How long should you wait between sets? Should you try to spend only a few seconds between sets to fully work the muscle and increase the "burn", or should you wait longer until your muscles have fully recovered from the last set?

The "best" amount of time to rest between sets, like most things in bodybuilding, depends on what specific goal you're training for.

Fleck, S. Bridging the gap: interval training physiological basis. NSCA J. 5: 40, 57-62, 1983. http://journals.lww.com/nsca-scj/Citation/1983/10000/Interval__Physiological_basis_.8.aspx

Comment:

Basically at 30 seconds you're burning through your ATP-PC reserves and using some glycolytic metabolism to provide extra energy. The ATP-PC system takes around 90 seconds to get back to 90% power, IIRC. So the glycolytic system is supplementing it and allowing you to do work. Note you don't have full power using this system, which is why for pure strength training you take longer breaks. Here[3] is an article which goes in depth about the various metabolisms.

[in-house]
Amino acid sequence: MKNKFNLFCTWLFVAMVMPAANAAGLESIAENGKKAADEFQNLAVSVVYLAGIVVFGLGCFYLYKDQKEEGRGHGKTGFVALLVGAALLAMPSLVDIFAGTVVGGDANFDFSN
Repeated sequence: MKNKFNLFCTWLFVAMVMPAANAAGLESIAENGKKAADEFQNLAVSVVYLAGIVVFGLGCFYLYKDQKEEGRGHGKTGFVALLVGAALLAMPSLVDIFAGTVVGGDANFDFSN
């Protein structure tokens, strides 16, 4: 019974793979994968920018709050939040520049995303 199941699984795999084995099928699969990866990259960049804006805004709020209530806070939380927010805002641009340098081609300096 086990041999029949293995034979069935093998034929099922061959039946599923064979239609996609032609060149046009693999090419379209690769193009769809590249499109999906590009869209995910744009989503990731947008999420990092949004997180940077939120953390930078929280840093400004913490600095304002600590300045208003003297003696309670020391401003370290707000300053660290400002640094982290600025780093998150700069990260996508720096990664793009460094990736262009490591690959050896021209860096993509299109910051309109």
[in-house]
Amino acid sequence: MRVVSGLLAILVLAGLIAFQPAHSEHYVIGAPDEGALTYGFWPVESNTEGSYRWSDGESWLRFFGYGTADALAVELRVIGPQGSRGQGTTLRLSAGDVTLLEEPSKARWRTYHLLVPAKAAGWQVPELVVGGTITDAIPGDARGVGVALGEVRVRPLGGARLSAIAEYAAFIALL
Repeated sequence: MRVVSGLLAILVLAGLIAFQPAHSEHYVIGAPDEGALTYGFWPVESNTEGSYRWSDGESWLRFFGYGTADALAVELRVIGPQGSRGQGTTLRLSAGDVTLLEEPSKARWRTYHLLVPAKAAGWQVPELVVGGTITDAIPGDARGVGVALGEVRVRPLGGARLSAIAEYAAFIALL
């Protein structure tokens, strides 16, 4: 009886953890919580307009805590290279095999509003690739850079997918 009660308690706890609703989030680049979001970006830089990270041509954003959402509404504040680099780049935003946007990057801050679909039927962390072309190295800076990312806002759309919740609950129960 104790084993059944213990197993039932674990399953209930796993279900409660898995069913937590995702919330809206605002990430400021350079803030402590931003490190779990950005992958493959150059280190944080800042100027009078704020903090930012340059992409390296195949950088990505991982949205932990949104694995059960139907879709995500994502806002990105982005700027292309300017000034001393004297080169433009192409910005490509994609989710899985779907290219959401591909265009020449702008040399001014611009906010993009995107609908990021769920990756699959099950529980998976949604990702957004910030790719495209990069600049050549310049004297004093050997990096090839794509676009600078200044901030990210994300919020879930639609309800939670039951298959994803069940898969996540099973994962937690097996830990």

Strength is the ability to generate force against resistance, irrespective of the movement produced by doing so.

It is currently fashionable to characterize certain types of training as "functional" and other types of training as something else.

Power is force applied to a resistance that cause the object providing the resistance to accelerate. Force applied to a stationary force plate is a measurably quantity, but not power.